"As Time Goes By" is a song written by Herman Hupfeld in 1931. It became most famous in 1942 when part of it was sung by the character Sam (Dooley Wilson) in the movie Casablanca. The song was voted No. 2 on the AFI's 100 Years...100 Songs special, commemorating the best songs in film. It has been used as a fanfare for Warner Bros. since 1999 and was the title and theme song of the 1990s British comedy series As Time Goes By.


  13. A - You're Adorable
    #13

    A - You're Adorable (1964)

    358 views

    "'A' You're Adorable" is a popular song with music by Sid Lippman and lyrics by Buddy Kaye and Fred Wise, published in 1948.


  14. Round And Round
    #14

    Round And Round (1957)

    364 views

    "Round and Round" is a popular song by Joe Shapiro and Lou Stallman published in 1956. A version of the song recorded by Perry Como was a big hit in 1957. The song would prove to be Perry Como's last over-all number one on the Billboard charts. This song was recorded by Anne Murray in 1993 for her Croonin' album but it was only released as a bonus track for a special version of her Croonin' LP that was released by Heartland Records (1994). Anne Murray said she was always a huge fan of Perry Como and was featured in at least one of his television specials in the mid-1970s, the mass market release of Croonin' has Anne singing Perry's hit "Wanted"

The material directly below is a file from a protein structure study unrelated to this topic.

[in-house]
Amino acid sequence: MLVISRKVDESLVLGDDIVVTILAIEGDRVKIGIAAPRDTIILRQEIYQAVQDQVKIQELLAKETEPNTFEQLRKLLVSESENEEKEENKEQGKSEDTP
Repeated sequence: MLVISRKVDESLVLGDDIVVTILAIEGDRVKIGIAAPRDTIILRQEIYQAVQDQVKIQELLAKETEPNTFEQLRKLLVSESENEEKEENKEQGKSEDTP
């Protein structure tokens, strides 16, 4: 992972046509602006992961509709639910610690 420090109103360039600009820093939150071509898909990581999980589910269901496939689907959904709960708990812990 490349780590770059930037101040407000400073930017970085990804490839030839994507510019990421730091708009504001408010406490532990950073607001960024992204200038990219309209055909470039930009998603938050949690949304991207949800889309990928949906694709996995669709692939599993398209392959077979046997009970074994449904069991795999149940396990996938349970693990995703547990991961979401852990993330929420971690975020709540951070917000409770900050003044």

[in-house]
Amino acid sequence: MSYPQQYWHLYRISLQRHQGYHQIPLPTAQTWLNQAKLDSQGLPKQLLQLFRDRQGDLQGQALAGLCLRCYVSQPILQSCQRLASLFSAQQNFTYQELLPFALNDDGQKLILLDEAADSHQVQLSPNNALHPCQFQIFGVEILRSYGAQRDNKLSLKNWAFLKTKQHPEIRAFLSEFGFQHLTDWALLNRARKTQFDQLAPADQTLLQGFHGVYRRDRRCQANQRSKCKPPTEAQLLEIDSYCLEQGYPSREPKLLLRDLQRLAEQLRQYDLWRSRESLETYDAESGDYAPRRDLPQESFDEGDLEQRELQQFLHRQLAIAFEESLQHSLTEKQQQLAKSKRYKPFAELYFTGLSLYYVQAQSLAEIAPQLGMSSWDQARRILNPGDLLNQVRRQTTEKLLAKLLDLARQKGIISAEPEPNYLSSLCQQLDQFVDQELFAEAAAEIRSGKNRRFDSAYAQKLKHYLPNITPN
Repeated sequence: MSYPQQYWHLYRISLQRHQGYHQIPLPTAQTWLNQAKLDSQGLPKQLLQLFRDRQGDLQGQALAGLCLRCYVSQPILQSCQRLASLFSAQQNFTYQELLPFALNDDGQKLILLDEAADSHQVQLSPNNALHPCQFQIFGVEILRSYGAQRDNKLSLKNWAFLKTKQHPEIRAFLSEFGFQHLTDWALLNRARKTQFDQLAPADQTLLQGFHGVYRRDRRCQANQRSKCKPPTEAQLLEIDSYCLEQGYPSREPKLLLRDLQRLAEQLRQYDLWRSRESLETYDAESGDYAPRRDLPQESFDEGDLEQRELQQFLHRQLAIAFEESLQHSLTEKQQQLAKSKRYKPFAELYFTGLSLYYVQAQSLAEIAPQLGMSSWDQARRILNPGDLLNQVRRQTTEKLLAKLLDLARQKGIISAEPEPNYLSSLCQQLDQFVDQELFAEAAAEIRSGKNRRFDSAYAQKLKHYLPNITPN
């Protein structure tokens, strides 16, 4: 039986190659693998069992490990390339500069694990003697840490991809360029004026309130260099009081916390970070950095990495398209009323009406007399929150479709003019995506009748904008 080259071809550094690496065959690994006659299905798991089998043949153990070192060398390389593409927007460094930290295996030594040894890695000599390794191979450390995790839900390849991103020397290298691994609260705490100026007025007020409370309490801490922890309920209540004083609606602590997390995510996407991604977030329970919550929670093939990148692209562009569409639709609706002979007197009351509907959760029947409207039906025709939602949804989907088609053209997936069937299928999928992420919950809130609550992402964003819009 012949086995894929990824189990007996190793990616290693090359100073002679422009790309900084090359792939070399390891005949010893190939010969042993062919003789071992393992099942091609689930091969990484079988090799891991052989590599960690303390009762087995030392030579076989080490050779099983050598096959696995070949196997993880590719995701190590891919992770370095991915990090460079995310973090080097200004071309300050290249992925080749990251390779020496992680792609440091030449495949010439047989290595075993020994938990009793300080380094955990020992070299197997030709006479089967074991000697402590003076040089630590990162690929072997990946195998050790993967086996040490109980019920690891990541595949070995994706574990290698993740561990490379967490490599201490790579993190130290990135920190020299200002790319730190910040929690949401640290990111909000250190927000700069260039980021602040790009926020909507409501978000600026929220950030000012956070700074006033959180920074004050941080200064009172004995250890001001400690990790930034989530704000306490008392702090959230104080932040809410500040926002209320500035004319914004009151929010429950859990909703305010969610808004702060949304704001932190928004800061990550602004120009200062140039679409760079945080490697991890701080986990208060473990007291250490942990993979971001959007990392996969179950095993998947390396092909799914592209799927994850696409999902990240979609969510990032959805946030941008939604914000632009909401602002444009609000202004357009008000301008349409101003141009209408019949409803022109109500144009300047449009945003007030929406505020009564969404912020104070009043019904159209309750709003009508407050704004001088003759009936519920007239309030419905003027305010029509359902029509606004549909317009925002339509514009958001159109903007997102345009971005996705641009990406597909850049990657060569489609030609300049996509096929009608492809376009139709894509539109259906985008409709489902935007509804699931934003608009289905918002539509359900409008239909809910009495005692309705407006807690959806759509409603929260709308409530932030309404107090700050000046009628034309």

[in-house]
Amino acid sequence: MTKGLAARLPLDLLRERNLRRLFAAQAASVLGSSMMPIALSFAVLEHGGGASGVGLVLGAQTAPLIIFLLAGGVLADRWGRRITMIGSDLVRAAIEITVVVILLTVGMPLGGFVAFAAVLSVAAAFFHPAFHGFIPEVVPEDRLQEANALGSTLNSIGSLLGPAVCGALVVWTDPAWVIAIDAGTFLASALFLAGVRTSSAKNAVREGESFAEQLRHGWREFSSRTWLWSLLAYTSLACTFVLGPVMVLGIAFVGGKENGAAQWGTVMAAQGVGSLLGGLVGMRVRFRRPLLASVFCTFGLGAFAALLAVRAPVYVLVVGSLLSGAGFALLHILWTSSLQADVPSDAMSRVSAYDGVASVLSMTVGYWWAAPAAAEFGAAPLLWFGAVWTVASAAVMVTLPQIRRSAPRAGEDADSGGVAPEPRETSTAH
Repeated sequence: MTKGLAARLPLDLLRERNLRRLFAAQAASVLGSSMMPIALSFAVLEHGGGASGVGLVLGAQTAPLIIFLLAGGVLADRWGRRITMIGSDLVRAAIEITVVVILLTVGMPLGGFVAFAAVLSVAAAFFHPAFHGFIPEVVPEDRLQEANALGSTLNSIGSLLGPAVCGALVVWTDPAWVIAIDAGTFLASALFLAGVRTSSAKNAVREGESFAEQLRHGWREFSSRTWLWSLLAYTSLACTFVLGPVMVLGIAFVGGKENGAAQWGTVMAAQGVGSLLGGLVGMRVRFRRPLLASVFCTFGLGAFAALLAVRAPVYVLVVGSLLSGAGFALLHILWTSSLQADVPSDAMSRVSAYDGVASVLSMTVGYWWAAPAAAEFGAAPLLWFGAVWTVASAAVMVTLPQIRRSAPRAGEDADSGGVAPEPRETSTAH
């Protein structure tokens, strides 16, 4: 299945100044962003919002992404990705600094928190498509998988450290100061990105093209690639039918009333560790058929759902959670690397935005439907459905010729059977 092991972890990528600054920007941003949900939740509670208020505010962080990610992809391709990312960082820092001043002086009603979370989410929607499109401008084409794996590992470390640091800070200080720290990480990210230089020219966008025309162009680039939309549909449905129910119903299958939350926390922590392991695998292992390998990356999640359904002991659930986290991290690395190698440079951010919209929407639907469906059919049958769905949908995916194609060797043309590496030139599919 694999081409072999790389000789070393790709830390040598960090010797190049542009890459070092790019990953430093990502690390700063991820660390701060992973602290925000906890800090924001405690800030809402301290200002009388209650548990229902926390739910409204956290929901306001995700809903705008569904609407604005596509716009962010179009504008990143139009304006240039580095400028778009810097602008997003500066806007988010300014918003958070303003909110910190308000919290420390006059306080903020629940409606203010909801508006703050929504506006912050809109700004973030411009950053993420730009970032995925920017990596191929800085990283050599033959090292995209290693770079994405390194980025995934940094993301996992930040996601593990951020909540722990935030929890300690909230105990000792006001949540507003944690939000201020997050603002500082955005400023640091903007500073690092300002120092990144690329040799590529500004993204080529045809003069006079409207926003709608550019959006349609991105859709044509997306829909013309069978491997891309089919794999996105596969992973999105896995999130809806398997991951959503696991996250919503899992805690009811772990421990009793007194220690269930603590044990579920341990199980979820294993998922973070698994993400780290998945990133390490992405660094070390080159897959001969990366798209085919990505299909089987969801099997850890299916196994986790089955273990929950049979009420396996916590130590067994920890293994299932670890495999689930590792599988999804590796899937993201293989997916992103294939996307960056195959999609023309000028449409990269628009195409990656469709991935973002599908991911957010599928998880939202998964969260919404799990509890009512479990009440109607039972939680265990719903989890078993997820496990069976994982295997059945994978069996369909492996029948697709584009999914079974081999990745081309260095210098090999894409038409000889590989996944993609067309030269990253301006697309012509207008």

15. And I Love You So
    #15

    And I Love You So (1975)

    377 views

    And I Love You So was Perry Como's 21st RCA Victor 12-inch long-play album, the 19th recorded in full "living" stereophonic sound.


  16. Perry Como's Kraft Music Hall
    #16

    Perry Como's Kraft Music Hall (1948)

    377 views

    The Chesterfield Supper Club, an NBC Radio musical variety program (1944–1950), which was also telecast by NBC Television (1948–1950).


  17. Don't Let The Stars Get In Your Eyes
    #17

    Don't Let The Stars Get In Your Eyes (1952)

    314 views

    "Don't Let the Stars Get in Your Eyes" is an off meter ballad concerning a man away from home worried that his paramour may unwittingly stray from their relationship. The song was recorded in many different styles by many artists. It was written by Winston L. Moore (whose stage name was Slim Willet) and was published in 1952.


  18. Papa Loves Mambo
    #18

    Papa Loves Mambo (1954)

    325 views

    "Papa Loves Mambo" is a popular song written by Al Hoffman, Dick Manning, and Bix Reichner and published in 1954.


  19. A House Is Not A Home
    #19

    A House Is Not A Home (1970)

    339 views